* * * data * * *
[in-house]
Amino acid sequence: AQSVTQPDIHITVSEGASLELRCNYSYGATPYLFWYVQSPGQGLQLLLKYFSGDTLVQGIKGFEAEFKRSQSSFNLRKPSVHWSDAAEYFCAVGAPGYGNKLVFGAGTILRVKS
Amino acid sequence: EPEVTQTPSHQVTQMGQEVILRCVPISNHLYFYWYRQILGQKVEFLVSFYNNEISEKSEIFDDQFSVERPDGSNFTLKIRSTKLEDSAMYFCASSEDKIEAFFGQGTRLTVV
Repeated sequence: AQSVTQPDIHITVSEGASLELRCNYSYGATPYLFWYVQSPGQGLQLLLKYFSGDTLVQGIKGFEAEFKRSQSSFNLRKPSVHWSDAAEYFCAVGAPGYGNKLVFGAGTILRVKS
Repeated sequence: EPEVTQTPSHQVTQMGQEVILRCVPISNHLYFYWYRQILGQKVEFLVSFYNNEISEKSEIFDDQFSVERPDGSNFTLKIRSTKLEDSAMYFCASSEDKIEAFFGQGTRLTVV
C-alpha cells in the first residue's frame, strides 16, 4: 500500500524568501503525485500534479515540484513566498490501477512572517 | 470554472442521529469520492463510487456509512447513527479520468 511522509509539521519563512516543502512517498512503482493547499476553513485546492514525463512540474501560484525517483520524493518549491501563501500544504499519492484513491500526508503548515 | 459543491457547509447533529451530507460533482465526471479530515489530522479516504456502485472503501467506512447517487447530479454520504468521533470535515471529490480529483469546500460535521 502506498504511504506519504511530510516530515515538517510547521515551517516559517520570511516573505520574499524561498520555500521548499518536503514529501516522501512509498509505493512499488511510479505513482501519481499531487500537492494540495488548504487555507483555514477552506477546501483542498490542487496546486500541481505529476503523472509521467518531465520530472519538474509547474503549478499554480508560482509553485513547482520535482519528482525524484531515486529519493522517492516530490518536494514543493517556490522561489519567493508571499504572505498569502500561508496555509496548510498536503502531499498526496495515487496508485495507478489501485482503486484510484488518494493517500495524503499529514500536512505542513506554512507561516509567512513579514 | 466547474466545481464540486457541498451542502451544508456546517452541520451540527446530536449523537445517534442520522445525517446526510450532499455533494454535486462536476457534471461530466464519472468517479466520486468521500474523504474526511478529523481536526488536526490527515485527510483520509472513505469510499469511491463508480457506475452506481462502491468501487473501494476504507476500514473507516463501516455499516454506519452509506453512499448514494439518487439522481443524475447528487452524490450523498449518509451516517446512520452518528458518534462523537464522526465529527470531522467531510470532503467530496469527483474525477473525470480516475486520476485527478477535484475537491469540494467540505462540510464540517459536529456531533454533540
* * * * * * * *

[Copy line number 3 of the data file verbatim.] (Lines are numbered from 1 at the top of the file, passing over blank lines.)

Amino acid sequence: EPEVTQTPSHQVTQMGQEVILRCVPISNHLYFYWYRQILGQKVEFLVSFYNNEISEKSEIFDDQFSVERPDGSNFTLKIRSTKLEDSAMYFCASSEDKIEAFFGQGTRLTVV